Thursday, December 30, 2010

Budget Bubble Busting and Penny Pinching

I'm linking up with Pennywise Platter, take a ride at the carnival!

Sourdough Boule and Black Bean Soup
I got a lot cheeks to pinch so I got to pinch pennies if I'm gonna feed them real food. I'm always on the look-out for tips. I see so many real food blogs discuss saving money on nutrient dense foods, which are expensive. These are usually good ideas but I find that they don't work well for me. I am not living in a fantasy world with unlimited funds or access to the best farms and only a toddler or two to feed with no need for sleep or recreation. We live on a single, moderate income in the suburbs with a small army of five boys and a giant six and a half foot tall hubby to feed. And oh, yeah, five girls, too. And I also like to eat. Plus I have developed that nasty habit of sleeping. I'm addicted. I couldn't quit if I wanted to. I "use" any chance I get...which is seldom. Sigh...

Often the ideas come from small families with a couple of small children. I don't care how ravenous your three year old is, my 17 year old runner could eat your three year's weight in meat every week. Heck, he could eat his OWN weight in meat every week. When I see what they list as being a twice a month shopping trip I know it would feed my family for 4 days.

Here is my bubble bursting for real food shopping for small armies:

Bubble Bursting: Home Canning
Okay, I do this, but it is more about quality than frugality. The home canned jellies, jams, and compotes are awesome. The tomatoes aren't any better than Muir Glen organic. I don't think it's me, my mom's aren't either. But the cost of buying fruits and veggies and lids and the hours it takes aren't competitive with the cost of buying them at Costco. I will only can items I grow with the exception of tomatoes. The pop in your mouth of a perfectly ripe tomato makes saving them to can a waste. I would totally rather eat these fresh and I can't stop hubby anyway.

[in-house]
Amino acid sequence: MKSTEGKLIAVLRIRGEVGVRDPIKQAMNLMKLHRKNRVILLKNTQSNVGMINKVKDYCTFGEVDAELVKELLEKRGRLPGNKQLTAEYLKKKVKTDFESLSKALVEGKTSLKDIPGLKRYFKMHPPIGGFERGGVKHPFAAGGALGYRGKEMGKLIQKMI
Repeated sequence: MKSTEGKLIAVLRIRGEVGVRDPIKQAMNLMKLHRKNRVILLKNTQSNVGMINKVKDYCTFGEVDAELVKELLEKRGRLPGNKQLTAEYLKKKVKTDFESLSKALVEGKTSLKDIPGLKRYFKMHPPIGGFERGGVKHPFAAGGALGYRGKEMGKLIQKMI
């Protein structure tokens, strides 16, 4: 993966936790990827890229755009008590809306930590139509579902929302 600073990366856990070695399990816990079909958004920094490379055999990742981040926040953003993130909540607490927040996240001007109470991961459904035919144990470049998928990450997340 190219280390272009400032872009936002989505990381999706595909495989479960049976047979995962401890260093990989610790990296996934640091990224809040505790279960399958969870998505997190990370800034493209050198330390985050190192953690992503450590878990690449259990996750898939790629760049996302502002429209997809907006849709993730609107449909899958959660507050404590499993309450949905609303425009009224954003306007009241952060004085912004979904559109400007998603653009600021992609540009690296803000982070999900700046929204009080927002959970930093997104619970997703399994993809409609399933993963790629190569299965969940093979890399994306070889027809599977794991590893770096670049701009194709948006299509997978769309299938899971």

My World: Canning in Part, Buying in Part, Drying in Part
I can things we grow, like grapes and plums. But for the most I buy canned chiles (because we eat way more than we can grow) and canned tomatoes (because we eat the ones we grow immediately). But I also dry the hottest chiles for ground chile powder, or crush them for red pepper flakes. I am planning on drying more onions because I received an actual dehydrater for Christmas. I have an oven with a very low warm setting and a convection fan which worked...until now! I'm cranking it up this afternoon!

As for tomatoes, organic canned is 98 cents a can. I can't grow tomatoes (with the price of water here in high and dry Colorado) for that. The big companies can do it for less than me. Remember economies of scale? I wish I could buy them from farmers and can them, but I have a budget. And hungry boys. I go through at least a dozen cans a month. A full gross of canned tomatoes a year is just too much work. Remember I would rather catch 40 winks? Not that I'll get the chance, but just that I would rather.

Bubble Bursting: CSAs and Farmer's Markets
I like them, really I do, I just cannot afford them. You are not saving any money here, at least I am not, despite all the good they do. Every summer, though, I go out and buy a few things. But just a few. I KNOW the farmer deserves a decent and fair wage. A friend's sister ran an organic farm until the costs of materials and labor lead them to sell this past Thanksgiving. I keep a list of the unit price all food items in our area so I can compare items and know when a sale price is a tease. In my experience, all the farmer's markets are more expensive than the sale prices at the health food store. Especially CSAs! I want to join one so bad but the idea of spending $1600 in a single summer to get enough shares to get the 450# of produce we eat a summer gives my financial planner husband chest pains. In a perfect world I would join up and shell out whatever it costs but this isn't a perfect world. We can't support farmers if we can't support ourselves.